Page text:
Sunday, May 06, 2007


As a child of the late 80's and 90's ... hell, what am I talking about? I'm still living my childhood well into my decrepit 30's!!

Anyhow, there are those events that define certain periods of our life. I was a young 22 year old in the Army who somehow didn't fit the Army mold. In my off-duty hours, I wore Doc Martens, plaid flat caps, listened to reggae and ska. I was engaged and together we were that young activist couple. We helped out in the Tampa AIDS Network; we were involved in the Anti-Racist Action group; we got out to help push the vote for Clinton.

As it is now, music was a huge part of my life. We'd spend Saturdays at independent used CD stores eschewing the corporate label stores that insisted on selling like 20 artists and then jacking up the prices for any artist on a label that wasn't mainstream. To this day, I feel sorta like one of those old hippies that laments about when music meant something ... but I'm just as full of shit as now as they were then (are you telling me there was some deep philosophical message in "Purple Haze" that was lost somehow when "Smells Like Teen Spirit" was released?)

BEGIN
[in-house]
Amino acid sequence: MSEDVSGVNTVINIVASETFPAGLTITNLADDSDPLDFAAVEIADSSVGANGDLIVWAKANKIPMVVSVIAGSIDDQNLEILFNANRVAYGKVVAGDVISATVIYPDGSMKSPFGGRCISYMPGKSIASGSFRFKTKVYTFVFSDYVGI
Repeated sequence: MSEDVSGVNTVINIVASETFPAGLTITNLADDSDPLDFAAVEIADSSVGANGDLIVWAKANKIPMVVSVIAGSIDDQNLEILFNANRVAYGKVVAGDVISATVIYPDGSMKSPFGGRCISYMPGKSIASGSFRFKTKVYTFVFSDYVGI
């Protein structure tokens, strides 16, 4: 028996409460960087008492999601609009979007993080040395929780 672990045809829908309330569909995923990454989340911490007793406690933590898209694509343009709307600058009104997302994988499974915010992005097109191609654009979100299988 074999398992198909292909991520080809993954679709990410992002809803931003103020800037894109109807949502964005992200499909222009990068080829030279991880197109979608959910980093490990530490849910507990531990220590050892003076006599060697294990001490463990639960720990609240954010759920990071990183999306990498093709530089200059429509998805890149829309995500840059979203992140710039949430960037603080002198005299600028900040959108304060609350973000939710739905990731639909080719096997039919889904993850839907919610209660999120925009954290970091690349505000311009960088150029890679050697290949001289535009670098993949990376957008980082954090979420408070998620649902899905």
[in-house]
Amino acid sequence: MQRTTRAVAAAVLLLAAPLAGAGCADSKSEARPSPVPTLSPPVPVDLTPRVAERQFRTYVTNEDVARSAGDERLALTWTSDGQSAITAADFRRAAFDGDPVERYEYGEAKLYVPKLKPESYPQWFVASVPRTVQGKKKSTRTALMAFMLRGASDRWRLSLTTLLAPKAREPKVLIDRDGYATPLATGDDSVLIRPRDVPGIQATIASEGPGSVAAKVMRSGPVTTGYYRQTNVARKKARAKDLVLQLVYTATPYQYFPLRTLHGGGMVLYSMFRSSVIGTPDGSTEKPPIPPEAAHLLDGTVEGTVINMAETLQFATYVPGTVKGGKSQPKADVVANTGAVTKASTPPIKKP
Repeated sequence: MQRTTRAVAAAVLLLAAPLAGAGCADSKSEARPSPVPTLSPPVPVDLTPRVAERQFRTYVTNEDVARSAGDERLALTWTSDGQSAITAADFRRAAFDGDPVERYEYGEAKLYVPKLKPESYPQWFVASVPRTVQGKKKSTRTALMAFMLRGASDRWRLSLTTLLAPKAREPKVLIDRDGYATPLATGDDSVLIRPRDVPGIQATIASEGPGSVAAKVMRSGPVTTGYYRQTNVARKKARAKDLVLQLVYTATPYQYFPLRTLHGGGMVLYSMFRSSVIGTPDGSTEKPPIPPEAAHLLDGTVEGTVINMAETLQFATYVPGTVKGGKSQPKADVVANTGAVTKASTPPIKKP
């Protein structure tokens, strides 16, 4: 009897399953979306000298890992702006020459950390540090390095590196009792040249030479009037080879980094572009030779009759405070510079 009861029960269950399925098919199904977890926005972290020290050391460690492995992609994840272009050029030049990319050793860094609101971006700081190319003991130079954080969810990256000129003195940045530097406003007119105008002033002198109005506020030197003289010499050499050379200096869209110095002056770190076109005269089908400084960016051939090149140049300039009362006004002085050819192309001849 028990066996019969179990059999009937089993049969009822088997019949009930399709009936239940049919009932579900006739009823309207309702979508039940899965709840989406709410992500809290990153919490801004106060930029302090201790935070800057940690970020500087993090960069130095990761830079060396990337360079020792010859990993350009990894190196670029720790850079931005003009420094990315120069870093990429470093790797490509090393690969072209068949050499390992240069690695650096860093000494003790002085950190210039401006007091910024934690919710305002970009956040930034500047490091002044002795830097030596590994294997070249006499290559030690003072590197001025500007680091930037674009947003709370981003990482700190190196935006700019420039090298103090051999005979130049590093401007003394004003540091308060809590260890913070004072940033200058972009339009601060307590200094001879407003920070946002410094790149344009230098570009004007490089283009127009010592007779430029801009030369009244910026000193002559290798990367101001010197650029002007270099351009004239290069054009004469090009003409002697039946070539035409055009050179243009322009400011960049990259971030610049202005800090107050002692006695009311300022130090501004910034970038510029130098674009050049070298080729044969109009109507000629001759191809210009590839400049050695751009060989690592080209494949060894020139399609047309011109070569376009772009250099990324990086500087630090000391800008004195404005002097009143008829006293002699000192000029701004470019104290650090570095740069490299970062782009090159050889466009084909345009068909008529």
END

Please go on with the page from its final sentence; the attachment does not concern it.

However, the death of Curt Cobain was one of those moments when you realized that an entire genre of music had just died. A part of your life was gone never to come back except as nostalgia.
Now, his crazy wife is selling off all of his shit in order to cover her drug debts and jeopardizing what's left of Curt on this earth: Frances Bean. Look at this kid!! Who can't see Curt in those eyes. Freaky, right?? It's as if one last little piece of my younger, crazier days is all grown up and staring right back at me.

1 comment:

Chelle said...

hmmm.... Well put. I am always taken back by people who have left behind who they were in order to 'grow up'. We all grow up but do we eschew the people we were or incorporate our past selves into the people we are today.